With that said, his hot start has given him a leg up on the competition. Even with some regression, assuming he won’t crash and burn, Pinto should be quite productive as a rookie. He will be asked to take on a bigger role both on the power play and at 5-on-5 as top center Josh Norris is out long term as well. With a sound defensive game and his nose for the net, Pinto could stay near the top of the rookie of the year conversation all year.
3. Cole Perfetti, LW, Winnipeg Jets
The Winnipeg Jets’ season has started off well, and Cole Perfetti has been a big part of that. His six points in nine games are tied for third on the team and his three goals are tied for second. Perfetti has stepped right into the team’s top six and seamlessly transitioned into a secondary scoring role for the Central Division squad.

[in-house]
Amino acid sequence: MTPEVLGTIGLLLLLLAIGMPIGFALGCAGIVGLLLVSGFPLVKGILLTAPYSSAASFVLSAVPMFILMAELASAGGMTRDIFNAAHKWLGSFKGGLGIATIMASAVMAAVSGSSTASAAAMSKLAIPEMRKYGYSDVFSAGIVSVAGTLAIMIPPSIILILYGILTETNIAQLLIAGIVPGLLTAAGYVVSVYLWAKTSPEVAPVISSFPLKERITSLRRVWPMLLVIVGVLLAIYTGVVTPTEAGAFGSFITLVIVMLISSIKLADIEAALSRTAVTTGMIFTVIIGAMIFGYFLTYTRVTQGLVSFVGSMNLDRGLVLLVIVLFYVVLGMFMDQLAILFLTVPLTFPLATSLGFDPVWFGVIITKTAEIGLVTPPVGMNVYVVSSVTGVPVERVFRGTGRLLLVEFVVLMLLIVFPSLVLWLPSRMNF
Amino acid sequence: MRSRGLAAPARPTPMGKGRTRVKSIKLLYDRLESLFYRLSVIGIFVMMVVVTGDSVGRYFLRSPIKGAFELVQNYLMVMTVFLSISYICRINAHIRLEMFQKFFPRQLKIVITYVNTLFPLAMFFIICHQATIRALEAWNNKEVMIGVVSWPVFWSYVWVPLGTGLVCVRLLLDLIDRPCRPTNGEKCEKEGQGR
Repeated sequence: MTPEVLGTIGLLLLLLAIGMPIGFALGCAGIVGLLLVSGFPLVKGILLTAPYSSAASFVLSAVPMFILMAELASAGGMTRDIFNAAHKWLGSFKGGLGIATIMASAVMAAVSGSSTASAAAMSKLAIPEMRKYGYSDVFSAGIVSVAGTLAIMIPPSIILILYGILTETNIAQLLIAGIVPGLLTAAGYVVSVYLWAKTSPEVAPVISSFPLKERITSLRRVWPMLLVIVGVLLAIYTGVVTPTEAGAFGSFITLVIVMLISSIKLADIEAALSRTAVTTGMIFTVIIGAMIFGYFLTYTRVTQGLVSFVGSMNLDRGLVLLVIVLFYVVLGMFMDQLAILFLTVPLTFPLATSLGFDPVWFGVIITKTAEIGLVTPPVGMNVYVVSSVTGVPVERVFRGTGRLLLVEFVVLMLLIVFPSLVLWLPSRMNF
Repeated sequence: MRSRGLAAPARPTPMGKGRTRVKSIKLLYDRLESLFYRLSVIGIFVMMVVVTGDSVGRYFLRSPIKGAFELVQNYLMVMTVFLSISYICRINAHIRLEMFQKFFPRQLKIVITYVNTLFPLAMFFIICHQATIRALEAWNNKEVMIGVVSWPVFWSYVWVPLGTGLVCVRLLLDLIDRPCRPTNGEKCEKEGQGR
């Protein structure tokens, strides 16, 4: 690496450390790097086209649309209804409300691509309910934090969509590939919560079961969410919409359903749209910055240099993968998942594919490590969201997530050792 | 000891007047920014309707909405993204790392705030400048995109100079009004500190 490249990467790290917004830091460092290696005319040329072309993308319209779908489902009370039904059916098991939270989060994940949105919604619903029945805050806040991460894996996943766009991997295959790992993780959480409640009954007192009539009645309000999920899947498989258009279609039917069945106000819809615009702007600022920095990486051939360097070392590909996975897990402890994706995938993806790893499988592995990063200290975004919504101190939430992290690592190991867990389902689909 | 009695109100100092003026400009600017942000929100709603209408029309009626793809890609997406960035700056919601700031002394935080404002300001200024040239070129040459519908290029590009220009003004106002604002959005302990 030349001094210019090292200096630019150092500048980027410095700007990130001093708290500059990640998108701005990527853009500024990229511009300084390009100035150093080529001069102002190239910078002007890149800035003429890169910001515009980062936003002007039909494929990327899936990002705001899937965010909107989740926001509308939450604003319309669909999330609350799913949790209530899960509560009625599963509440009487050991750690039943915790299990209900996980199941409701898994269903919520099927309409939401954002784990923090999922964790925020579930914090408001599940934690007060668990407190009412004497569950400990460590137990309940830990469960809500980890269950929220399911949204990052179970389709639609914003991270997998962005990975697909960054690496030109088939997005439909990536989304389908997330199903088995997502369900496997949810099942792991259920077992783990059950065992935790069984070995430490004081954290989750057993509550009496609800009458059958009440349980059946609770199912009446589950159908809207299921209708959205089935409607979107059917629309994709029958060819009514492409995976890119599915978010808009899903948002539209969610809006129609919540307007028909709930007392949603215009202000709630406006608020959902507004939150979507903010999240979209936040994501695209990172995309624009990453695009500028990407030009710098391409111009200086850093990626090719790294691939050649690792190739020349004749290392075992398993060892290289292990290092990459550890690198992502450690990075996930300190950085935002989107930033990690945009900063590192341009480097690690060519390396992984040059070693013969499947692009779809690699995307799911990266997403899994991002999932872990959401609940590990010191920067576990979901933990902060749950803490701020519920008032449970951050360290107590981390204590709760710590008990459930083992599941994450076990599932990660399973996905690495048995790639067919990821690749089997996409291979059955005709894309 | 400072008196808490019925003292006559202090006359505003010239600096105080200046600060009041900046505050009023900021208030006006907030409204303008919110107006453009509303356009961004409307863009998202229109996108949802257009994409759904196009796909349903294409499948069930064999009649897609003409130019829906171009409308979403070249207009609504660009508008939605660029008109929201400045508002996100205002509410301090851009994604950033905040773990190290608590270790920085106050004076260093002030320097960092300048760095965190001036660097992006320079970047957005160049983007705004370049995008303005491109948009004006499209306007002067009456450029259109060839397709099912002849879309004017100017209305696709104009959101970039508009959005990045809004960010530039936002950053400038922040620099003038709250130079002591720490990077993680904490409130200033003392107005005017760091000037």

Perfetti is one of the smartest rookies in the league, using a tactical approach to break his opponents down both with and without the puck. His puck skill and passing ability are enviable while his off-puck movement allows him to settle into excellent scoring areas. Perfetti is just getting started in what could be a very productive rookie season with the Jets.
4. Jake Sanderson, D, Ottawa Senators
The Senators’ blueline was their biggest question mark coming into the season, and while Sanderson hasn’t alleviated every issue, he has done an excellent job of stepping in and playing big minutes right away. Averaging about 19 minutes a game, Sanderson has done quite well at both ends of the ice. His panic threshold is that of a seasoned vet, calmly collecting pucks in his own zone and making quick, accurate passes up ice.